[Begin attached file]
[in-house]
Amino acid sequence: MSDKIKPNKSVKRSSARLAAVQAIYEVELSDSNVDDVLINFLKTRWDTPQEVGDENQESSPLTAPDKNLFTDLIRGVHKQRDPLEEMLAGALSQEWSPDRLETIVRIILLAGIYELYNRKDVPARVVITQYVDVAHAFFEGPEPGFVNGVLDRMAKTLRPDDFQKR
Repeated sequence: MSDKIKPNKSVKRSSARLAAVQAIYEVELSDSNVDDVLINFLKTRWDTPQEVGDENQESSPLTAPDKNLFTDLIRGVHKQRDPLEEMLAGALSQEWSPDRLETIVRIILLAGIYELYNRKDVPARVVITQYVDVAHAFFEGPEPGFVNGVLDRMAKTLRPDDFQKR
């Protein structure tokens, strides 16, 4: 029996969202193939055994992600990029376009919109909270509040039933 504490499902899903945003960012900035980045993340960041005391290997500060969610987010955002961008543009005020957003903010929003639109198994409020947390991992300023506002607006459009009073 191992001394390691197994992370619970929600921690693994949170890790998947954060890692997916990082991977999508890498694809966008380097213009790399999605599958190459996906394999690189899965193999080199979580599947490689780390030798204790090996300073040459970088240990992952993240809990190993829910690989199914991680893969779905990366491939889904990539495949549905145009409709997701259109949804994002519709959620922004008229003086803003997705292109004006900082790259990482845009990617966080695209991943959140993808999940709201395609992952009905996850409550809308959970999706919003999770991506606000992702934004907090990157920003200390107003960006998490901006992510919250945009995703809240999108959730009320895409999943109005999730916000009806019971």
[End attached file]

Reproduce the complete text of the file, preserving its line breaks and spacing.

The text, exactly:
[in-house]
Amino acid sequence: MSDKIKPNKSVKRSSARLAAVQAIYEVELSDSNVDDVLINFLKTRWDTPQEVGDENQESSPLTAPDKNLFTDLIRGVHKQRDPLEEMLAGALSQEWSPDRLETIVRIILLAGIYELYNRKDVPARVVITQYVDVAHAFFEGPEPGFVNGVLDRMAKTLRPDDFQKR
Repeated sequence: MSDKIKPNKSVKRSSARLAAVQAIYEVELSDSNVDDVLINFLKTRWDTPQEVGDENQESSPLTAPDKNLFTDLIRGVHKQRDPLEEMLAGALSQEWSPDRLETIVRIILLAGIYELYNRKDVPARVVITQYVDVAHAFFEGPEPGFVNGVLDRMAKTLRPDDFQKR
């Protein structure tokens, strides 16, 4: 029996969202193939055994992600990029376009919109909270509040039933 504490499902899903945003960012900035980045993340960041005391290997500060969610987010955002961008543009005020957003903010929003639109198994409020947390991992300023506002607006459009009073 191992001394390691197994992370619970929600921690693994949170890790998947954060890692997916990082991977999508890498694809966008380097213009790399999605599958190459996906394999690189899965193999080199979580599947490689780390030798204790090996300073040459970088240990992952993240809990190993829910690989199914991680893969779905990366491939889904990539495949549905145009409709997701259109949804994002519709959620922004008229003086803003997705292109004006900082790259990482845009990617966080695209991943959140993808999940709201395609992952009905996850409550809308959970999706919003999770991506606000992702934004907090990157920003200390107003960006998490901006992510919250945009995703809240999108959730009320895409999943109005999730916000009806019971």